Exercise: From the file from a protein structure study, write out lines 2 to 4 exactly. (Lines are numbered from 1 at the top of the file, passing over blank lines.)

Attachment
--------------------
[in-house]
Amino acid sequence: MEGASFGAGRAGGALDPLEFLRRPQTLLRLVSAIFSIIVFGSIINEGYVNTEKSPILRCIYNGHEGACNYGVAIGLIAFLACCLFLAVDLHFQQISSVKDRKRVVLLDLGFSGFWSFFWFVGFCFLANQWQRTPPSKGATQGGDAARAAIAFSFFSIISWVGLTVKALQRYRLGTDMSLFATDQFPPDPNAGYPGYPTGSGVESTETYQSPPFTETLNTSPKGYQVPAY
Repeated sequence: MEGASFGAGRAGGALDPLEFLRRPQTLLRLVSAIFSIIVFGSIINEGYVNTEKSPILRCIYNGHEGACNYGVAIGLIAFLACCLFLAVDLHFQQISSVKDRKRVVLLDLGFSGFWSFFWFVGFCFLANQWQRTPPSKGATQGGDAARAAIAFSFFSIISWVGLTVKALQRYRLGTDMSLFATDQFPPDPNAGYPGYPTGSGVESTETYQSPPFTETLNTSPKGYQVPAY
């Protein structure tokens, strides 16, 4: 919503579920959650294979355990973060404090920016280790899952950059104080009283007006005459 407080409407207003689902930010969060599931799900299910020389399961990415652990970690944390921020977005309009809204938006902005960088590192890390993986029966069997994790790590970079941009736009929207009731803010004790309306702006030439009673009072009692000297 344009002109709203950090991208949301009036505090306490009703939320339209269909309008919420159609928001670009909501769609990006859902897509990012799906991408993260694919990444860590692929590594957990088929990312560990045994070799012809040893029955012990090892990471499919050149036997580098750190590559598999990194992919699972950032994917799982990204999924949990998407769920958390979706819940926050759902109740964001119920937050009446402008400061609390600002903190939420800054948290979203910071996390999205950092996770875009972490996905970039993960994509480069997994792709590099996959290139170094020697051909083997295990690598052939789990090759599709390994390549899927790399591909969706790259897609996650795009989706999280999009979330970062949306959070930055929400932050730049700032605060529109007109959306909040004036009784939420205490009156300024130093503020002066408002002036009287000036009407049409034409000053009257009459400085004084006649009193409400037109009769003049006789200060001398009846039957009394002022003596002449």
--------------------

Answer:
Amino acid sequence: MEGASFGAGRAGGALDPLEFLRRPQTLLRLVSAIFSIIVFGSIINEGYVNTEKSPILRCIYNGHEGACNYGVAIGLIAFLACCLFLAVDLHFQQISSVKDRKRVVLLDLGFSGFWSFFWFVGFCFLANQWQRTPPSKGATQGGDAARAAIAFSFFSIISWVGLTVKALQRYRLGTDMSLFATDQFPPDPNAGYPGYPTGSGVESTETYQSPPFTETLNTSPKGYQVPAY
Repeated sequence: MEGASFGAGRAGGALDPLEFLRRPQTLLRLVSAIFSIIVFGSIINEGYVNTEKSPILRCIYNGHEGACNYGVAIGLIAFLACCLFLAVDLHFQQISSVKDRKRVVLLDLGFSGFWSFFWFVGFCFLANQWQRTPPSKGATQGGDAARAAIAFSFFSIISWVGLTVKALQRYRLGTDMSLFATDQFPPDPNAGYPGYPTGSGVESTETYQSPPFTETLNTSPKGYQVPAY
């Protein structure tokens, strides 16, 4: 919503579920959650294979355990973060404090920016280790899952950059104080009283007006005459 407080409407207003689902930010969060599931799900299910020389399961990415652990970690944390921020977005309009809204938006902005960088590192890390993986029966069997994790790590970079941009736009929207009731803010004790309306702006030439009673009072009692000297 344009002109709203950090991208949301009036505090306490009703939320339209269909309008919420159609928001670009909501769609990006859902897509990012799906991408993260694919990444860590692929590594957990088929990312560990045994070799012809040893029955012990090892990471499919050149036997580098750190590559598999990194992919699972950032994917799982990204999924949990998407769920958390979706819940926050759902109740964001119920937050009446402008400061609390600002903190939420800054948290979203910071996390999205950092996770875009972490996905970039993960994509480069997994792709590099996959290139170094020697051909083997295990690598052939789990090759599709390994390549899927790399591909969706790259897609996650795009989706999280999009979330970062949306959070930055929400932050730049700032605060529109007109959306909040004036009784939420205490009156300024130093503020002066408002002036009287000036009407049409034409000053009257009459400085004084006649009193409400037109009769003049006789200060001398009846039957009394002022003596002449």